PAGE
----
(This piece was originally published on August 11, 2017 in the Chicago Tribune.)

The draft report on climate change by scientists from 13 federal agencies released earlier this year issued a warning about human-caused global warming, but didn’t surprise some experts.

David Konisky, associate professor of public and environmental affairs at Indiana University in Bloomington, said the Climate Science Special Report largely confirmed what most people already knew.

“I didn’t see anything terribly surprising in the report,” he said. “The science community has been moving in this direction in terms of their certainty about not just the human contribution to climate change but what the impacts are going to look like. They’ve been telling us this for a long time.”

The average temperature in the United States has increased appreciably in the past four decades and “stronger evidence” has emerged citing human activity as the primary culprit behind the rapid warming of the global atmosphere and ocean, the report said.

“It is extremely likely that human influence has been the dominant cause of the observed warning since the mid-20th century,” the report said.

The report is mandated by Congress and is supposed to be issued every four years.

“This report kind of puts an exclamation point on what we already knew about the seriousness of the situation,” said Sam Henderson, an attorney with the Hoosier Environmental Council.

Citing coal-fired plants in southern Indiana and heavy industry in Northwest Indiana, Henderson said Indiana has its own set of global warming challenges.

“Every community has a stake in it and a part we have to work on to make this a cleaner, safer place.”

The report says that evidence proves that human activities, especially emissions of greenhouse gases, are primarily responsible for the observed climate changes in the industrial era.

“It’s no longer about putting emission into the atmosphere and worrying about impacts later,” Konisky said. “We’re now able to demonstrate that these emissions are creating current problems.”

In the Midwest, the annual average temperature has already increased 1.26 degrees since 1901-1960 and is projected to rise another 5.29 degrees by the middle of this century and 9.49 degrees by the end of the century, if carbon pollution is not reduced, the report says.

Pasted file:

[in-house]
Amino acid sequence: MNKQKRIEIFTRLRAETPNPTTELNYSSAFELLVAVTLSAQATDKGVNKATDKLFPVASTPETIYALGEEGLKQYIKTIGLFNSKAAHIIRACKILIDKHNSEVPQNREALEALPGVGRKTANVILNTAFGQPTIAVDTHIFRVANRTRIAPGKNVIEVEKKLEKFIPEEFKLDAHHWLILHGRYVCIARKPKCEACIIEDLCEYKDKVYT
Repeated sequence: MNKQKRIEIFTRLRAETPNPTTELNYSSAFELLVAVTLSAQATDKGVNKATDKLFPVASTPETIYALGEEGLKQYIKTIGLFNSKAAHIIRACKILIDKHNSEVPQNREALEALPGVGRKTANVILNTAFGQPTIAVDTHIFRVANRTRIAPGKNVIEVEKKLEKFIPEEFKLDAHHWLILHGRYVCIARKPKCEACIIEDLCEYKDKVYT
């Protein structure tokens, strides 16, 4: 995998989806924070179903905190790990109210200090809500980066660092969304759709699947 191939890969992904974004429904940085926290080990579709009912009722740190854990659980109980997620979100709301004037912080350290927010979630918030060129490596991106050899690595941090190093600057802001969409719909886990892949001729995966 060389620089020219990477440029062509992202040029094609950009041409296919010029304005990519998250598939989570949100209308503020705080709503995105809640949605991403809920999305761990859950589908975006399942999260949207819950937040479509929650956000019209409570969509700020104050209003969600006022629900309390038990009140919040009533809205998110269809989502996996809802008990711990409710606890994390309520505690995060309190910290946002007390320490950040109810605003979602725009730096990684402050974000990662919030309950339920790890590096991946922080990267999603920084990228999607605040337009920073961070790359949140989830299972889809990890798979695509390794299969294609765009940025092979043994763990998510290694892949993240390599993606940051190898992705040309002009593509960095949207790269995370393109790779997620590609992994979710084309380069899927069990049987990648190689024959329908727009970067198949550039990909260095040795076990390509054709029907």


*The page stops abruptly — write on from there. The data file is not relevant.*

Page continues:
Konisky said he is unsure how the White House, which announced that the United States would withdraw from the Paris Agreement on climate change in June, will view the report but he hopes it results in policy change.

“In the ideal world this report is the start of a conversation, not the conclusion of one and policy makers then start taking information and try to come up with policies to address the problem as best they can,” he said.

U.S. Rep. Pete Visclosky, D-Merrillville, said this report demonstrates that climate change is real and that decisive action must be taken to “address this severe threat.”

“I remain committed to being a good steward of our planet by supporting conservation and sustainable, clean energy sources so that we may pass on an improved planet to future generations,” he said in an email.

Bowden Quinn, president for the Indiana chapter of the Sierra Club, said he hopes the report is taken under serious advisement by the current administration because there must be some policies implemented to curtail some of the harmful effects of climate change.

“We need policies to reduce use of coal and fossil fuel,” he said. “We can’t ignore science.”

Henderson said it’s hard to be optimistic with information validating the acceleration of global warming.

“When you realize that we’re dealing with levels of warmth we haven’t seen in 100 years, there’s no explaining around that. We see how disruptive things can be and if things keep going at this rate it’s not going to leave any part of Indiana or the country unscathed.”

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